Is the flu dangerous for older adults? For many, the flu virus means lying on the couch for a week or more, shivering, aching, coughing, feverish, lethargic, and weak. For others, it means an extended stay in the hospital’s ICU if not death. Age, without a doubt, is a factor in determining the severity of the case.
Every season varies in terms of the severity and duration of the virus. According to the Center for Disease Control (CDC), the flu’s peak activity falls between December and February but can start as early as October and last until May.
The flu is a contagious respiratory illness caused by the influenza virus, affecting the airways of the nose, throat, and lungs. Different from the cold virus which appears slowly, the flu virus arrives abruptly causing achiness, fever, headaches, and chest discomfort in addition to the standard cold symptoms. For those sixty-five years and older, with weaker immune systems, the flu can progress to pneumonia. Inflammation of the heart (myocarditis), brain (encephalitis) or muscle (myositis, rhabdomyolysis) tissues, and multi-organ failure are other significant complications that can be triggered by the flu in at-risk patients. Residents of nursing homes and other long-term care facilities are also at higher risk for medical complications.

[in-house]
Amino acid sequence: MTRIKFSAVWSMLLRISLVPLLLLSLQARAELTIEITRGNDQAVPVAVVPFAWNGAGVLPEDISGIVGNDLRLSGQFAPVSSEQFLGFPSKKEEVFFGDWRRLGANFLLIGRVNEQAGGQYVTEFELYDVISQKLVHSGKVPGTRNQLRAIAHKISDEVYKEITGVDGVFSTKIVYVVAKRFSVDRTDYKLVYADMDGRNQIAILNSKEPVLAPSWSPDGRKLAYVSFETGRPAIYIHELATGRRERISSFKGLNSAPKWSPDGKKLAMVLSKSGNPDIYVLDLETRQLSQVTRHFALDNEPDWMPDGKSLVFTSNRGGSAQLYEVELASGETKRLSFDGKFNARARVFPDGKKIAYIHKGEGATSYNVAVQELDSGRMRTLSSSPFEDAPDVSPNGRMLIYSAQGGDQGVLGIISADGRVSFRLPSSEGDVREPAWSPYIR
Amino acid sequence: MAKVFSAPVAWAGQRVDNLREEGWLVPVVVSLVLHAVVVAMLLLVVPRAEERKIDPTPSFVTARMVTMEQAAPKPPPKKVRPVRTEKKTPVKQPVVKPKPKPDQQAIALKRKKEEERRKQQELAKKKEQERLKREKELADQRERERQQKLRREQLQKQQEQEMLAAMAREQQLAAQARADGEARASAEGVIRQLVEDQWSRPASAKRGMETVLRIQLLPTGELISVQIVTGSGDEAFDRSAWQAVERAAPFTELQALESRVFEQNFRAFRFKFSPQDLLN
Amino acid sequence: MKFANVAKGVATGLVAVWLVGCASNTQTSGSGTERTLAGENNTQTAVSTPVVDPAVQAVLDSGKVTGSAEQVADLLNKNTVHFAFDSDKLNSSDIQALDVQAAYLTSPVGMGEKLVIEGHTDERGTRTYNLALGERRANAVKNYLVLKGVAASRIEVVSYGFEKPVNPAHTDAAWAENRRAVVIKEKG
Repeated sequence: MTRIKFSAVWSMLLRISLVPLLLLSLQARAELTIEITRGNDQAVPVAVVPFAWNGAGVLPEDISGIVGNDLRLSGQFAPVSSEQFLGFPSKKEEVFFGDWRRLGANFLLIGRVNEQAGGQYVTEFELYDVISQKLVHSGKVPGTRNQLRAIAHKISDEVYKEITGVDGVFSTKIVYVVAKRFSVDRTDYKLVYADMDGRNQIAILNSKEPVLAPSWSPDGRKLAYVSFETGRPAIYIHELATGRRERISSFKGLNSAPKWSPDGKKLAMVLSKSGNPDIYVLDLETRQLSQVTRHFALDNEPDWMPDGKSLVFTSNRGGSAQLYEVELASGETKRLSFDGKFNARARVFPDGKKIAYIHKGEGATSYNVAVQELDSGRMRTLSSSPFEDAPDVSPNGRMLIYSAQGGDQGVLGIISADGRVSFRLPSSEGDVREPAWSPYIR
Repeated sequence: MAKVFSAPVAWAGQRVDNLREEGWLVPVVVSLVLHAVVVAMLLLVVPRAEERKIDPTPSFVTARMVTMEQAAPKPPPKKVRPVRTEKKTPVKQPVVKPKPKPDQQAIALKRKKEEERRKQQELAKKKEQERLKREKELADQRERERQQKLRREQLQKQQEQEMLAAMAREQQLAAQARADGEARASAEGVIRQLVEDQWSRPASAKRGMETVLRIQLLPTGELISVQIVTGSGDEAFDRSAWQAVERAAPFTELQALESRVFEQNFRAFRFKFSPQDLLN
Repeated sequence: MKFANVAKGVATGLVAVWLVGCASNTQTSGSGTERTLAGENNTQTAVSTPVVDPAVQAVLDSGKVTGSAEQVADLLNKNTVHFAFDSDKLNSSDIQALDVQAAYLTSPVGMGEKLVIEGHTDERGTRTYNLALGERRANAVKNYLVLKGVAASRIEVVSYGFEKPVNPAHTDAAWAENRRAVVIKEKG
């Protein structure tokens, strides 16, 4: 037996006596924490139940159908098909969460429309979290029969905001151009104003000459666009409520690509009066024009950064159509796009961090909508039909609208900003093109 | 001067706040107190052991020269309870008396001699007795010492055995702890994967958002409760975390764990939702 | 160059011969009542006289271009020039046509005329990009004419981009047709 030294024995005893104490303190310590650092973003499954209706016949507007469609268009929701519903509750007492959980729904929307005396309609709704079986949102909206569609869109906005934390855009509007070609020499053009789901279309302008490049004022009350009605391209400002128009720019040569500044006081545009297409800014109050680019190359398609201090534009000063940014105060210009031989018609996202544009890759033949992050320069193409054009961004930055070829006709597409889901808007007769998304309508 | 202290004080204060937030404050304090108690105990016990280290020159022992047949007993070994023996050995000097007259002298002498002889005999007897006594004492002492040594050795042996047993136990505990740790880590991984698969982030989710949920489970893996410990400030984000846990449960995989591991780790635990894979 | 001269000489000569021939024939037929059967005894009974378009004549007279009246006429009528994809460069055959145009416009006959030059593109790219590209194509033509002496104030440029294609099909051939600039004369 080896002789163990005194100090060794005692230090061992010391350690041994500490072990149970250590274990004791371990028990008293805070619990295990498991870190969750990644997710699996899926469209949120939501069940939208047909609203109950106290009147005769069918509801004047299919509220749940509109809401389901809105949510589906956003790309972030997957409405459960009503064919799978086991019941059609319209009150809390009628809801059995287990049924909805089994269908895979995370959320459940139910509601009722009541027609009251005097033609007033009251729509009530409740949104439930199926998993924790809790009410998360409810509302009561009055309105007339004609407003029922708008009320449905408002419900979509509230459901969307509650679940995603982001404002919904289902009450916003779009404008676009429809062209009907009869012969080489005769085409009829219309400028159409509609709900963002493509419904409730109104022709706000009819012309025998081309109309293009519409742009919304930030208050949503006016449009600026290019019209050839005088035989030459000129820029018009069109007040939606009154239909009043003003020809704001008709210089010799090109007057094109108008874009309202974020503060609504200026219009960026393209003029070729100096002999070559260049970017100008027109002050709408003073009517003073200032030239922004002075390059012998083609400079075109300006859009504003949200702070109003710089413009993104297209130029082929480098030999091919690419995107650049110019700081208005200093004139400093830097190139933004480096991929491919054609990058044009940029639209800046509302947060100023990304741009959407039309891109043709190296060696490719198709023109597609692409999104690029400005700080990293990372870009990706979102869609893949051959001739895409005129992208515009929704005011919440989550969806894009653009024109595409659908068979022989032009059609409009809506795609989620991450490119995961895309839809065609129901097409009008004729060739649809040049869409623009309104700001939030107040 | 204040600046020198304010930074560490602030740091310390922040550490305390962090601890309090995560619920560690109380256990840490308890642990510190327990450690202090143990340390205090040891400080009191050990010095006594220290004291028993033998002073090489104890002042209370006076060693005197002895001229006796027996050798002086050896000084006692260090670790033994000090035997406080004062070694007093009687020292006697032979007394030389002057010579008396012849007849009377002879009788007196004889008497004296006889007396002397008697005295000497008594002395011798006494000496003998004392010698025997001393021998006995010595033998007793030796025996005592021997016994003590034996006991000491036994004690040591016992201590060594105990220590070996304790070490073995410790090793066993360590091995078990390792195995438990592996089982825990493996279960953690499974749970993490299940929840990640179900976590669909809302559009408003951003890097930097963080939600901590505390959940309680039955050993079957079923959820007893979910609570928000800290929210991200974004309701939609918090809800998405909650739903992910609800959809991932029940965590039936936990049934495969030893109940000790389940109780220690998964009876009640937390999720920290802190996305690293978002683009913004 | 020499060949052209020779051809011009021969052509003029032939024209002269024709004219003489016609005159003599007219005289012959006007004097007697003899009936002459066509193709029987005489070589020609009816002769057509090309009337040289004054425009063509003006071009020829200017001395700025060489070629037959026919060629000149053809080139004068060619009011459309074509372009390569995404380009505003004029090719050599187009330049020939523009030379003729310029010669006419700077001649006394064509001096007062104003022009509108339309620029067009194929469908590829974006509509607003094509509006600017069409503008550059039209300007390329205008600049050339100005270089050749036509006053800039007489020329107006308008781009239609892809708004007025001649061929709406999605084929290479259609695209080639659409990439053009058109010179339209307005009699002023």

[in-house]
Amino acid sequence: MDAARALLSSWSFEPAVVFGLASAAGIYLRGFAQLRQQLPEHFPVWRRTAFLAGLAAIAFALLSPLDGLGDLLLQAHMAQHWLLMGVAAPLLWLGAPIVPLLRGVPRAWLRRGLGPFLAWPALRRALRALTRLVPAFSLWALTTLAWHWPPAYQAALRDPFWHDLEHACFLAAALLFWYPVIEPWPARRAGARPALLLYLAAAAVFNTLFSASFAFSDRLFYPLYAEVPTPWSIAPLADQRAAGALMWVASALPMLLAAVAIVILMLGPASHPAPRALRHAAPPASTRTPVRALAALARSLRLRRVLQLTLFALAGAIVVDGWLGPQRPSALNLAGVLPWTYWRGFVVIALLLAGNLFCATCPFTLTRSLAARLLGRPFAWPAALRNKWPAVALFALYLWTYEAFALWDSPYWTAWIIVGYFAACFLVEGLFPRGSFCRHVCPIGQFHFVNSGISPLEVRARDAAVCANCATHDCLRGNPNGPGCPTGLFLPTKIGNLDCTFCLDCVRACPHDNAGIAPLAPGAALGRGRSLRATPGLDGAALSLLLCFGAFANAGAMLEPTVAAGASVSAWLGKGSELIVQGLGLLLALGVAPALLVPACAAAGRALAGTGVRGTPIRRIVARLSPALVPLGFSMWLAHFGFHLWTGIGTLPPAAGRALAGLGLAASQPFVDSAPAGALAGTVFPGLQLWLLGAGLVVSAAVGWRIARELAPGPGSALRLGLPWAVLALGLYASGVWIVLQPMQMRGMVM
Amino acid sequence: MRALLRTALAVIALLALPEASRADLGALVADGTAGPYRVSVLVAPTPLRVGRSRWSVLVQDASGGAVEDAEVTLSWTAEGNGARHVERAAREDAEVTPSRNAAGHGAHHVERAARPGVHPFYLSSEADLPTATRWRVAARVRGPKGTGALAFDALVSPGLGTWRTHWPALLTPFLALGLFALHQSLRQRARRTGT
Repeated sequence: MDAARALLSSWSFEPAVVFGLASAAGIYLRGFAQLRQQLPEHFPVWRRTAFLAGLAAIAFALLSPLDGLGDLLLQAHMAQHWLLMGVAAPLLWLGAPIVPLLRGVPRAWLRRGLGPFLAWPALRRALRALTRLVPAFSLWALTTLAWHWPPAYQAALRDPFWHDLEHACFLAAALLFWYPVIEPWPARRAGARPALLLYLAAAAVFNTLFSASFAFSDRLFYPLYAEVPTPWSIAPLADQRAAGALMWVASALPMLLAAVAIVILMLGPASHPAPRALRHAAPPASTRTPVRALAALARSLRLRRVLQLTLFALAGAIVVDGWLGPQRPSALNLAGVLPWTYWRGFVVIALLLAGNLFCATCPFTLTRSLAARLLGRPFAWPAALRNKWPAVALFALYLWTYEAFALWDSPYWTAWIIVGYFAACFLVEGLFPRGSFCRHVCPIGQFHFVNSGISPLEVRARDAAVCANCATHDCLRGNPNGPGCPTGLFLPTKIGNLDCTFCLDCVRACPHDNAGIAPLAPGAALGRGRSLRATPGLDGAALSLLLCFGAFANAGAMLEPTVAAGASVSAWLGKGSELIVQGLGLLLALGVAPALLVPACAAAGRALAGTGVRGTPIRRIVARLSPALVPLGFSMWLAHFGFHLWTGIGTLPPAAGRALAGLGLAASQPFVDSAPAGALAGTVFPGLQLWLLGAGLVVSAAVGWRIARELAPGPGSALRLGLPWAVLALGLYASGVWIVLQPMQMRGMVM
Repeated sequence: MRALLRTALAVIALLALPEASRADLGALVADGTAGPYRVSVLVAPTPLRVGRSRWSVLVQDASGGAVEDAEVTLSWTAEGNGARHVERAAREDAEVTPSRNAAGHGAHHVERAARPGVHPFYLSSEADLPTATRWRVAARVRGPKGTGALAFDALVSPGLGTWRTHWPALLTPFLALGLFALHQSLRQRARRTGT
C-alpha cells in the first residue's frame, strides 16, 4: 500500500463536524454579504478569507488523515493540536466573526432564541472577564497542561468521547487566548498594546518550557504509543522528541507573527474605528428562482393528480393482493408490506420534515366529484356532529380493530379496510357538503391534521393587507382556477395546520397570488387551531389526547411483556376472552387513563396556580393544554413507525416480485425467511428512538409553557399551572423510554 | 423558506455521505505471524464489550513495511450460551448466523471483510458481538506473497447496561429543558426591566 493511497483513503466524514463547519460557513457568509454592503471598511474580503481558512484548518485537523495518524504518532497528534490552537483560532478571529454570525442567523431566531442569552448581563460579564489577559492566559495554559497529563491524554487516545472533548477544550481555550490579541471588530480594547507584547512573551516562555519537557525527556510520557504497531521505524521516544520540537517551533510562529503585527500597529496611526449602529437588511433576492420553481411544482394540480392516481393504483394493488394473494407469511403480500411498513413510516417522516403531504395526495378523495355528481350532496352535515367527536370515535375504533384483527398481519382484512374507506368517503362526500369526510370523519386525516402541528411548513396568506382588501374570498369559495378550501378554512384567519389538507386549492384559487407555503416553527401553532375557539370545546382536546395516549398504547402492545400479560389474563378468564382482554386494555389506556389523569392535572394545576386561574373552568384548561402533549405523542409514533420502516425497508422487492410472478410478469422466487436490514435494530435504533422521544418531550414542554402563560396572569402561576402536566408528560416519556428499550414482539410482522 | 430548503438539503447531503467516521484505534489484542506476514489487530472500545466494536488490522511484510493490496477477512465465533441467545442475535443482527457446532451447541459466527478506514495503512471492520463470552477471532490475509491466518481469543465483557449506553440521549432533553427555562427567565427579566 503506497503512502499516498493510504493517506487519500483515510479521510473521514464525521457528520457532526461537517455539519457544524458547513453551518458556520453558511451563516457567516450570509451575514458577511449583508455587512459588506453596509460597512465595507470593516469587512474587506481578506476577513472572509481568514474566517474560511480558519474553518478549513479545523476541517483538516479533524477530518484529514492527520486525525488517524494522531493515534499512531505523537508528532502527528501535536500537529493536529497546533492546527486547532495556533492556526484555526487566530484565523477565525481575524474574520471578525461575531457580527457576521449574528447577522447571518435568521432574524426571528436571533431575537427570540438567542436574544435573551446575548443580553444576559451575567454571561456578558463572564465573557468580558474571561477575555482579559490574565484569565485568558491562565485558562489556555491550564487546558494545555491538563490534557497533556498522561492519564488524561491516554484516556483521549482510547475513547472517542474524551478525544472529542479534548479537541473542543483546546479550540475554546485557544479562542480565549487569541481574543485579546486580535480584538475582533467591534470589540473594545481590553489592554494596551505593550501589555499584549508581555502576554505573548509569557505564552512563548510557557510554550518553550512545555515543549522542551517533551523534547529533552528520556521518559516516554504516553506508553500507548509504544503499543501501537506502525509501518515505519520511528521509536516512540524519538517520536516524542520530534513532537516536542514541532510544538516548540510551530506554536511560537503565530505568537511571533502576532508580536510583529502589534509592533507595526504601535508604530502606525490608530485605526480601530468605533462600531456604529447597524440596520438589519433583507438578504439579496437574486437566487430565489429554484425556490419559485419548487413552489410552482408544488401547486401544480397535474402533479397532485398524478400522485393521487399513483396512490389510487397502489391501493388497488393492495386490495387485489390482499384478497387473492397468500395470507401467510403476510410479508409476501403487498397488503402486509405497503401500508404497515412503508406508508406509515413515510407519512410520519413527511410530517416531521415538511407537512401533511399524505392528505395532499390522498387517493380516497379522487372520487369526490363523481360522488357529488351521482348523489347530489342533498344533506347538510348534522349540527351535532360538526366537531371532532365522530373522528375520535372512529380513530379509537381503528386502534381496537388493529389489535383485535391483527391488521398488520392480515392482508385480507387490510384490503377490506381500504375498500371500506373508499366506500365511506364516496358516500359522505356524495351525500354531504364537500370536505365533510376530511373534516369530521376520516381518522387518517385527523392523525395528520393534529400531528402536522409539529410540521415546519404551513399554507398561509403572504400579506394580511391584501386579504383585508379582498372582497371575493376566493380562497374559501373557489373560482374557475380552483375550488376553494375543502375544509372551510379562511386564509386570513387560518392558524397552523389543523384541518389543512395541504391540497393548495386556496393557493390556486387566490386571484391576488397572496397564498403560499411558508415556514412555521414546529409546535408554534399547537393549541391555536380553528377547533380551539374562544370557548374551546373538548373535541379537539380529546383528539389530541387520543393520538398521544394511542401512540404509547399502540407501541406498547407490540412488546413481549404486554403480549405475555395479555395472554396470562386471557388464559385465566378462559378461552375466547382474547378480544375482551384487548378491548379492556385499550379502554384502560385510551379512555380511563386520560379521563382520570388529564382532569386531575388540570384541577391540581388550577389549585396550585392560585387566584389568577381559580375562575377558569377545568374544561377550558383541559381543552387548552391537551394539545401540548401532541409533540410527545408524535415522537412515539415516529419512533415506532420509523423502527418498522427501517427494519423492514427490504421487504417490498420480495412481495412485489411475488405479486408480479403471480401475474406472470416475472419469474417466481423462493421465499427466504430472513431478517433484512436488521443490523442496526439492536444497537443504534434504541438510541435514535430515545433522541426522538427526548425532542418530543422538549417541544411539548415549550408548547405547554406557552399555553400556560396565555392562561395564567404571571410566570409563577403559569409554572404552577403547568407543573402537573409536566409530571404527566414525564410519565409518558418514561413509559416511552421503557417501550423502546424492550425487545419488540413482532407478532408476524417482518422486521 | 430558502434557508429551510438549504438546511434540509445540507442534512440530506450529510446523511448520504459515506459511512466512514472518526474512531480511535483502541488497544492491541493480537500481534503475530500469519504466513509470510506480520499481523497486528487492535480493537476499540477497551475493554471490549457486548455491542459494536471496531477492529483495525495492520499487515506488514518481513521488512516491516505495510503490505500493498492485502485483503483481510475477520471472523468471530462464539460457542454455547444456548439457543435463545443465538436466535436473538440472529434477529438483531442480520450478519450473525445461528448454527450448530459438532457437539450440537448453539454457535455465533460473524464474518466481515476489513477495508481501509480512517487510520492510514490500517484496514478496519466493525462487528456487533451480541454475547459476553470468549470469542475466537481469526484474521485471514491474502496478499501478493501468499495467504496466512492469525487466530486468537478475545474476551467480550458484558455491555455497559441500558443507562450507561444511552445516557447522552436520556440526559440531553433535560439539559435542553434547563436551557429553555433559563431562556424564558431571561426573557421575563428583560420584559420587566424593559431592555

The best way to treat the flu is to prevent it.
Vaccinating from age six months and up is the number one method of prevention. It is especially important for those at higher risk including older adults over sixty-five years as well as individuals with certain chronic illnesses. Even if the flu season has begun, experts still recommend receiving the vaccination. Vaccines are given by doctors, urgent care clinics, and pharmacies.
Because the flu is contagious and spread through coughing, sneezing, and unclean hands, handwashing with soap or an alcohol-based hand sanitizer is important in stopping the spread of germs. Of course, avoiding close contact with sick people is key to remaining healthy.
If you experience flu symptoms, it’s critical to visit your doctor immediately. If the visit is within forty-eight hours of onset, the doctor may prescribe antiviral drugs which can reduce the severity and duration of the flu. This is essential for older adults.
While many factors can affect the severity and duration of the flu, older adults and caregivers should be vigilant in establishing safety measures to prevent onset. If symptoms appear, early treatment is most effective.